litigating systemic discrimination la discrimination syst mique devant les tribunaux n.
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  3. GazMétro Commission des droits de la personne et des droits de la jeunesse et al. c. Gaz métropolitain inc., 2008 QCTDP 24 (Rivet, J.), conf’d for the most part byQuebec Court of Appeal, 2011 QCCA 1201 ( Forget, Rochon, Dufresne, J.C.A.) • Under-representation of women in a male-dominated blue collar work positions and segregated environment ; women 5 % of maintenance workers when the available applicant pool was closer to 24 %. • Analysis of the hiring system , selection process and tools (if and how various components of the system contributed to under-representation.) • Job requirements (incl. indirect discrimination of permit requirement) • Interview (purpose unclear, discriminatory questions, experience narrowly construed, unstructured, subjective approach fertile ground for discrimination) • Written test (Highly selective leading to low success rate; Element of Bennett Test - found elsewhere to discriminate against women) • Practical test (Exemptions for men, discretionary, differential treatment & failure to take into account different physical characteristics of women) • Medicalexamination (atultimate stage of process – afternumerousattempts – eliminated on the basis of ….pregnancy ) •  Culture of discrimination

  4. Definition of Systemic Discrimination Definition of systemic discrimination (English translation): Hence, the Tribunal believes it is now appropriate to define systemic discrimination as the cumulative effects of disproportionate exclusion resulting from the combined impact of attitudes marked by often unconscious biases and stereotypes, and policies and practices generally adopted without taking into consideration the characteristics of the members of groups contemplated by the prohibition of discrimination. (36) Also, see par. 40, 67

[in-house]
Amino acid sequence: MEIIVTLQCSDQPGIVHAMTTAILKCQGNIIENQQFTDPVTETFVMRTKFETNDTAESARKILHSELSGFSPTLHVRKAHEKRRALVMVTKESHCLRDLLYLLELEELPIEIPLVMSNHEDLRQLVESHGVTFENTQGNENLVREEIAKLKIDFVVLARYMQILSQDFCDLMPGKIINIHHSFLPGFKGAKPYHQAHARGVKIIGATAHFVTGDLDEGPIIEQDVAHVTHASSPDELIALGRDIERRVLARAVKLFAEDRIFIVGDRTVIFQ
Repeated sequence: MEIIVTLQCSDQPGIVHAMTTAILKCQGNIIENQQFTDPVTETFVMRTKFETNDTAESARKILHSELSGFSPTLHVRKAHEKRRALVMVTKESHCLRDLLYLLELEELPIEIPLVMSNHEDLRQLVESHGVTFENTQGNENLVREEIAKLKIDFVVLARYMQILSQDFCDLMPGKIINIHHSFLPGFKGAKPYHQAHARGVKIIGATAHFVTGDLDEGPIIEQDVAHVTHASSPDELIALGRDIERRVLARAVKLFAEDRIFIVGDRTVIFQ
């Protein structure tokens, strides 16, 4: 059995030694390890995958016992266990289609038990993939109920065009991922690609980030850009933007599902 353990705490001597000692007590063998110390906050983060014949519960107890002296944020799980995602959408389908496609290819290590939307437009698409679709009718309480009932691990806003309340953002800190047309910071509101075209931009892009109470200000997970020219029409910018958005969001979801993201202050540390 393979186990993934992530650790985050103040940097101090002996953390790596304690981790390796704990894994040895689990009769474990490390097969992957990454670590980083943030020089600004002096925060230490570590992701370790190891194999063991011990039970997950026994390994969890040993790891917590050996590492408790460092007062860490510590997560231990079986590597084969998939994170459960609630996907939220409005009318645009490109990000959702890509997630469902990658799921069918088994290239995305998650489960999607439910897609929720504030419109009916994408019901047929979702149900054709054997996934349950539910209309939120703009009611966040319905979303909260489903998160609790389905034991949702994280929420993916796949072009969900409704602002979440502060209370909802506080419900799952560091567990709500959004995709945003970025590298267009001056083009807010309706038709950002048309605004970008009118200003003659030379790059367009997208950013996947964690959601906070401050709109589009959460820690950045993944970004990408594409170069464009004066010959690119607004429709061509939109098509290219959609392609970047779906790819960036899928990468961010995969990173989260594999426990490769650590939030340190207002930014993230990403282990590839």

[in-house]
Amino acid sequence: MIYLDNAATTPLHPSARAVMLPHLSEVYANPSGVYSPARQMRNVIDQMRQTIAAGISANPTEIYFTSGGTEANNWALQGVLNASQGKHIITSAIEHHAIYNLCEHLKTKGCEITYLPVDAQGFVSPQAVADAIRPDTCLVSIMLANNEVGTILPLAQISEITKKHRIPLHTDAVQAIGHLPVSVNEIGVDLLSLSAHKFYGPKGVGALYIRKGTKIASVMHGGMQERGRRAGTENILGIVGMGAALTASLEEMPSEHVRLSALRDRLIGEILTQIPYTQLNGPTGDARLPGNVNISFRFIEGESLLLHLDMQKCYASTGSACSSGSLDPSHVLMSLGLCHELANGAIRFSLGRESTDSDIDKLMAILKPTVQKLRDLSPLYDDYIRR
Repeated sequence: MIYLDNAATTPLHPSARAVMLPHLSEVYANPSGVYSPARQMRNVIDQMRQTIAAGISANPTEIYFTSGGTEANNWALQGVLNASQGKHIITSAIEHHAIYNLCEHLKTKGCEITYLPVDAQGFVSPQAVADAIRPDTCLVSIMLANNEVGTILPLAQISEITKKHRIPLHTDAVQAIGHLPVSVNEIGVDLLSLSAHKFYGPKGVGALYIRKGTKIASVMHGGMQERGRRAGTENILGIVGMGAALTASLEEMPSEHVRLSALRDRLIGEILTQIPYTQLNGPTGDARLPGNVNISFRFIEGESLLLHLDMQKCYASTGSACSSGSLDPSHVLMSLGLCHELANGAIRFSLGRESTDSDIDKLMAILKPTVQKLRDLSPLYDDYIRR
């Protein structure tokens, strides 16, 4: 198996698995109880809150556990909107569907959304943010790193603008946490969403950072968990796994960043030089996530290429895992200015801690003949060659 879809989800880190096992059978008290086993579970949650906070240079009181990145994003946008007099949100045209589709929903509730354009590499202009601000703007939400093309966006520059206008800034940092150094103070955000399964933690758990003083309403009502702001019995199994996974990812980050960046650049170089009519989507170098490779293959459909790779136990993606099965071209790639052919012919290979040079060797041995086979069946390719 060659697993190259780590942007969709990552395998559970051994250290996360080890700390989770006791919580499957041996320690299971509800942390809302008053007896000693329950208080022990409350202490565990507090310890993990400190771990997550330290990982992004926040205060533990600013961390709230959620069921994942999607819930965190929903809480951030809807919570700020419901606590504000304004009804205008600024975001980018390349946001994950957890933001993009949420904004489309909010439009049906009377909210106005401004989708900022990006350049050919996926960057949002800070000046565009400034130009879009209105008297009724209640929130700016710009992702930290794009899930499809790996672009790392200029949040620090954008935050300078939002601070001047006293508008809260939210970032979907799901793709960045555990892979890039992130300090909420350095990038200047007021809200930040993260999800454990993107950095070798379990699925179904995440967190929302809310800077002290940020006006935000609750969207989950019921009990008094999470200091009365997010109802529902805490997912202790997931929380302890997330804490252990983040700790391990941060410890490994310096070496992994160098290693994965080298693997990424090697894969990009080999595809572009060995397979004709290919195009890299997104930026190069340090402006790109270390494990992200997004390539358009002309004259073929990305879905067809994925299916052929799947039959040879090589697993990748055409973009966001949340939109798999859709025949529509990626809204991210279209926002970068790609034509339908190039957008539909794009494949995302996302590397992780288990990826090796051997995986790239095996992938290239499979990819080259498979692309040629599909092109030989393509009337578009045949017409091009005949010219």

5. Positive Features DEFINITION OF SYSTEMIC • Gaz Métro: «Classic case» of discrimination in the workplace • Alsosee, Tanismac. Montréal (Ville de) 2013 QCCS 2479, June 4, 2014 (Peacock, J.) • OTHER CONTEXTS ? • SYSTEMIC REMEDIES • Mandatory order to develop and implement a supervised affirmative action programme • In Tanisma v. Citiy of Montreal, mandatory order with a systemic component: (City ordered to ensure that all management positions are clearly and publicly posted appropriately for access both internally, and where appropriate externally, to ensure the widest exposure to potential candidates;) • (Existing employment equity programmes - raise issues of MONITORING and ACCOUNTABILITY )

  6. Potvin no.1 Commission des droits de la personne et des droits de la jeunesse c Commission scolaire des Phares, 2004 CanLII 46172 (QC TDP) Child with Downs Syndrome and moderate to severe intellectual disability – whether school board justified in placing child in special education class and not adequately considering integrated education. TDP found discrimination based on disability Commission scolaire des Phares c. Commission des droits de la personne et des droits de la jeunesse, [2006] R.J.Q. 378 (C.A.), conf’ingin part TDP decision  Court’s order (translation): • That School Board conduct a individualized assessment to establish his needs as well as his learning and social aptitudes, by adapting the evaluation and classification standards in a manner that would take his disability into account. • That Board develop an action plan based on all reasonable forms of accommodation that would allow the child to be integrated in a regular class close to his home; • Lastly, that the Board determine on this basis, whether integration is in the child’s best interest.

  7. Potvin no. 2- Systemic approach Québec (Comm. des droits de la personne et des droits de la jeunesse) c. Phares, Comm. scolaire (No. 2) (2009), CHRR Doc. 09-2834, 2009 QCTDP 19 Continued refusal to integrate Joël in a regular class bet. 2006 and 2008 – Second application based – this time - on a systemic approach. Quebec Human Rights Tribunal findings: • Practically none of the students with intellectual disabilities were integrated into regular classes especially at the high school level (admittedly, small numbers) • Little or no training provided for teachers with respect to integration of students with moderate to severe learning disabilities – part of an «organizational culture» contrary to the Quebec government’s policy on Integration (1999). • Regular classes organized in a way which did not favour integration. In other words, system favoured placement of students with mental disabilities in separate specialized classes. TDP: It was not so much the interests of the child that determined the placement as the fact that ordinary classes were not organized in a manner that made integration feasible.(509)